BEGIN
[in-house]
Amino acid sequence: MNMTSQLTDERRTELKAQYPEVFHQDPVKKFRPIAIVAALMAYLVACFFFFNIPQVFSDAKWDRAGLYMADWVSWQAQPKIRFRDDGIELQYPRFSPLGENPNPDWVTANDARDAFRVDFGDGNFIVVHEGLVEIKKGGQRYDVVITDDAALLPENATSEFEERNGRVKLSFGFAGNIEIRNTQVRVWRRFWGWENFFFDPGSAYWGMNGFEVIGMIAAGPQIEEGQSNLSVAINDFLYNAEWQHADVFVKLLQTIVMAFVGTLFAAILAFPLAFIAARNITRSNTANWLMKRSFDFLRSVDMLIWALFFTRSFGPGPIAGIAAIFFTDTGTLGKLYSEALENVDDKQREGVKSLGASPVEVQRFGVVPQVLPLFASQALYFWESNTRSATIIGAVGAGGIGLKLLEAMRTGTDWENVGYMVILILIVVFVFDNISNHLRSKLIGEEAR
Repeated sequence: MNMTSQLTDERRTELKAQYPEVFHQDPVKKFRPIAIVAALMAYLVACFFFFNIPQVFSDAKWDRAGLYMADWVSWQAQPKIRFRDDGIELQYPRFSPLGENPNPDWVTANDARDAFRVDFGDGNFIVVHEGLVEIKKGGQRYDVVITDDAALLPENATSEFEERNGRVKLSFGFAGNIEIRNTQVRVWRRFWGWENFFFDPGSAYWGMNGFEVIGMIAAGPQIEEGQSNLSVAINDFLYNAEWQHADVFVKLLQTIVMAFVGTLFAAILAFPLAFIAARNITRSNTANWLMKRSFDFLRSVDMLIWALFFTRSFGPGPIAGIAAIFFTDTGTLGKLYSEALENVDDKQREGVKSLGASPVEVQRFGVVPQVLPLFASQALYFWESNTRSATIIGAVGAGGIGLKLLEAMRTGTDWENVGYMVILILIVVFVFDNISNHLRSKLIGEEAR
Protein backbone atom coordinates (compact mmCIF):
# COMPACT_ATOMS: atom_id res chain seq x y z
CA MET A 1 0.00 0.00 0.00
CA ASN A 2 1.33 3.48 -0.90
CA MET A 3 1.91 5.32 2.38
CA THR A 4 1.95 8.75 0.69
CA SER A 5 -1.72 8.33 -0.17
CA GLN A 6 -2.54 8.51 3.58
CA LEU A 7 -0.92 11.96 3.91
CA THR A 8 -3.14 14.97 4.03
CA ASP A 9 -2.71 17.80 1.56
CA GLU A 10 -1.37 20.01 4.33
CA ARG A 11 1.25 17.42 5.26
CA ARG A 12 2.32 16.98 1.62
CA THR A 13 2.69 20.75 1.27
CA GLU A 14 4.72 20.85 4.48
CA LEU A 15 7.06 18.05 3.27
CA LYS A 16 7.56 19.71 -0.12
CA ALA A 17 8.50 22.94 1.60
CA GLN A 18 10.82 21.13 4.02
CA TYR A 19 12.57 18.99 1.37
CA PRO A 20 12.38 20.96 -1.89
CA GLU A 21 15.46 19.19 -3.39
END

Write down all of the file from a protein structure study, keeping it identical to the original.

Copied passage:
[in-house]
Amino acid sequence: MNMTSQLTDERRTELKAQYPEVFHQDPVKKFRPIAIVAALMAYLVACFFFFNIPQVFSDAKWDRAGLYMADWVSWQAQPKIRFRDDGIELQYPRFSPLGENPNPDWVTANDARDAFRVDFGDGNFIVVHEGLVEIKKGGQRYDVVITDDAALLPENATSEFEERNGRVKLSFGFAGNIEIRNTQVRVWRRFWGWENFFFDPGSAYWGMNGFEVIGMIAAGPQIEEGQSNLSVAINDFLYNAEWQHADVFVKLLQTIVMAFVGTLFAAILAFPLAFIAARNITRSNTANWLMKRSFDFLRSVDMLIWALFFTRSFGPGPIAGIAAIFFTDTGTLGKLYSEALENVDDKQREGVKSLGASPVEVQRFGVVPQVLPLFASQALYFWESNTRSATIIGAVGAGGIGLKLLEAMRTGTDWENVGYMVILILIVVFVFDNISNHLRSKLIGEEAR
Repeated sequence: MNMTSQLTDERRTELKAQYPEVFHQDPVKKFRPIAIVAALMAYLVACFFFFNIPQVFSDAKWDRAGLYMADWVSWQAQPKIRFRDDGIELQYPRFSPLGENPNPDWVTANDARDAFRVDFGDGNFIVVHEGLVEIKKGGQRYDVVITDDAALLPENATSEFEERNGRVKLSFGFAGNIEIRNTQVRVWRRFWGWENFFFDPGSAYWGMNGFEVIGMIAAGPQIEEGQSNLSVAINDFLYNAEWQHADVFVKLLQTIVMAFVGTLFAAILAFPLAFIAARNITRSNTANWLMKRSFDFLRSVDMLIWALFFTRSFGPGPIAGIAAIFFTDTGTLGKLYSEALENVDDKQREGVKSLGASPVEVQRFGVVPQVLPLFASQALYFWESNTRSATIIGAVGAGGIGLKLLEAMRTGTDWENVGYMVILILIVVFVFDNISNHLRSKLIGEEAR
Protein backbone atom coordinates (compact mmCIF):
# COMPACT_ATOMS: atom_id res chain seq x y z
CA MET A 1 0.00 0.00 0.00
CA ASN A 2 1.33 3.48 -0.90
CA MET A 3 1.91 5.32 2.38
CA THR A 4 1.95 8.75 0.69
CA SER A 5 -1.72 8.33 -0.17
CA GLN A 6 -2.54 8.51 3.58
CA LEU A 7 -0.92 11.96 3.91
CA THR A 8 -3.14 14.97 4.03
CA ASP A 9 -2.71 17.80 1.56
CA GLU A 10 -1.37 20.01 4.33
CA ARG A 11 1.25 17.42 5.26
CA ARG A 12 2.32 16.98 1.62
CA THR A 13 2.69 20.75 1.27
CA GLU A 14 4.72 20.85 4.48
CA LEU A 15 7.06 18.05 3.27
CA LYS A 16 7.56 19.71 -0.12
CA ALA A 17 8.50 22.94 1.60
CA GLN A 18 10.82 21.13 4.02
CA TYR A 19 12.57 18.99 1.37
CA PRO A 20 12.38 20.96 -1.89
CA GLU A 21 15.46 19.19 -3.39